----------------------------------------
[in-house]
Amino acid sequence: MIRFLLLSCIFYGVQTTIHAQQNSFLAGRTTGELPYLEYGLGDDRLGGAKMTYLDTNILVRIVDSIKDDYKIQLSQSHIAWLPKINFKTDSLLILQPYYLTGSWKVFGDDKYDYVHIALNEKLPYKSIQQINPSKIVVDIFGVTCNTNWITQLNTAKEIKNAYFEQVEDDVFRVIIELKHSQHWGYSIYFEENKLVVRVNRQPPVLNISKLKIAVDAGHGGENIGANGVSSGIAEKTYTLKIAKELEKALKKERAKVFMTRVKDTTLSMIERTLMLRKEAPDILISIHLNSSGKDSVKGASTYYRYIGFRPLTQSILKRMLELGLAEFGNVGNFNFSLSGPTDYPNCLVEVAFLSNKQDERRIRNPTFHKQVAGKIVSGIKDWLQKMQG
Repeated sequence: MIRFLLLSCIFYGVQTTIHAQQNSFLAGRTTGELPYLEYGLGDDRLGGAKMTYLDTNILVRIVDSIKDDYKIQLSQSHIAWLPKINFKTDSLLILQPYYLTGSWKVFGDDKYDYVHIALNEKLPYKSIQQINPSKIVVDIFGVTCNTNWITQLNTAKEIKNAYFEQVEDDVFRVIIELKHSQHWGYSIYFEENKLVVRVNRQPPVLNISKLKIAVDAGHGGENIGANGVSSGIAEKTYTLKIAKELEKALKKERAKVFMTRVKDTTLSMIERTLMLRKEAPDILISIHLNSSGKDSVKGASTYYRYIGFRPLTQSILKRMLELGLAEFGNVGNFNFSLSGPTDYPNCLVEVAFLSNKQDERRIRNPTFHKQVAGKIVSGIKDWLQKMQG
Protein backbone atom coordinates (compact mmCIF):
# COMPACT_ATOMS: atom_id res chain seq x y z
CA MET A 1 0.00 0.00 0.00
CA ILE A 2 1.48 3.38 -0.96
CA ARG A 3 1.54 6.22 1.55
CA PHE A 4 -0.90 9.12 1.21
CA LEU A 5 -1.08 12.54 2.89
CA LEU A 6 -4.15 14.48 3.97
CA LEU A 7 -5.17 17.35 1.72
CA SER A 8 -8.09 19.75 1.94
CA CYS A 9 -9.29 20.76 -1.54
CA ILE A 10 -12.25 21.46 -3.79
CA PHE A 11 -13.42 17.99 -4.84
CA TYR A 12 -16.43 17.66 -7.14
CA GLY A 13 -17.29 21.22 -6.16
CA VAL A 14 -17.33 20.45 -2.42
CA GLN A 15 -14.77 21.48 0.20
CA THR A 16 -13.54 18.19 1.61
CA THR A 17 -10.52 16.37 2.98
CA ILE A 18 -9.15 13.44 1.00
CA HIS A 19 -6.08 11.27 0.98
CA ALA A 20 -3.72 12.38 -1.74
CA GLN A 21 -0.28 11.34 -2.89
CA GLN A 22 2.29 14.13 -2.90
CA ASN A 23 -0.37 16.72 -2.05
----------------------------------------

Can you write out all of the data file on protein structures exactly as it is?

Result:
[in-house]
Amino acid sequence: MIRFLLLSCIFYGVQTTIHAQQNSFLAGRTTGELPYLEYGLGDDRLGGAKMTYLDTNILVRIVDSIKDDYKIQLSQSHIAWLPKINFKTDSLLILQPYYLTGSWKVFGDDKYDYVHIALNEKLPYKSIQQINPSKIVVDIFGVTCNTNWITQLNTAKEIKNAYFEQVEDDVFRVIIELKHSQHWGYSIYFEENKLVVRVNRQPPVLNISKLKIAVDAGHGGENIGANGVSSGIAEKTYTLKIAKELEKALKKERAKVFMTRVKDTTLSMIERTLMLRKEAPDILISIHLNSSGKDSVKGASTYYRYIGFRPLTQSILKRMLELGLAEFGNVGNFNFSLSGPTDYPNCLVEVAFLSNKQDERRIRNPTFHKQVAGKIVSGIKDWLQKMQG
Repeated sequence: MIRFLLLSCIFYGVQTTIHAQQNSFLAGRTTGELPYLEYGLGDDRLGGAKMTYLDTNILVRIVDSIKDDYKIQLSQSHIAWLPKINFKTDSLLILQPYYLTGSWKVFGDDKYDYVHIALNEKLPYKSIQQINPSKIVVDIFGVTCNTNWITQLNTAKEIKNAYFEQVEDDVFRVIIELKHSQHWGYSIYFEENKLVVRVNRQPPVLNISKLKIAVDAGHGGENIGANGVSSGIAEKTYTLKIAKELEKALKKERAKVFMTRVKDTTLSMIERTLMLRKEAPDILISIHLNSSGKDSVKGASTYYRYIGFRPLTQSILKRMLELGLAEFGNVGNFNFSLSGPTDYPNCLVEVAFLSNKQDERRIRNPTFHKQVAGKIVSGIKDWLQKMQG
Protein backbone atom coordinates (compact mmCIF):
# COMPACT_ATOMS: atom_id res chain seq x y z
CA MET A 1 0.00 0.00 0.00
CA ILE A 2 1.48 3.38 -0.96
CA ARG A 3 1.54 6.22 1.55
CA PHE A 4 -0.90 9.12 1.21
CA LEU A 5 -1.08 12.54 2.89
CA LEU A 6 -4.15 14.48 3.97
CA LEU A 7 -5.17 17.35 1.72
CA SER A 8 -8.09 19.75 1.94
CA CYS A 9 -9.29 20.76 -1.54
CA ILE A 10 -12.25 21.46 -3.79
CA PHE A 11 -13.42 17.99 -4.84
CA TYR A 12 -16.43 17.66 -7.14
CA GLY A 13 -17.29 21.22 -6.16
CA VAL A 14 -17.33 20.45 -2.42
CA GLN A 15 -14.77 21.48 0.20
CA THR A 16 -13.54 18.19 1.61
CA THR A 17 -10.52 16.37 2.98
CA ILE A 18 -9.15 13.44 1.00
CA HIS A 19 -6.08 11.27 0.98
CA ALA A 20 -3.72 12.38 -1.74
CA GLN A 21 -0.28 11.34 -2.89
CA GLN A 22 2.29 14.13 -2.90
CA ASN A 23 -0.37 16.72 -2.05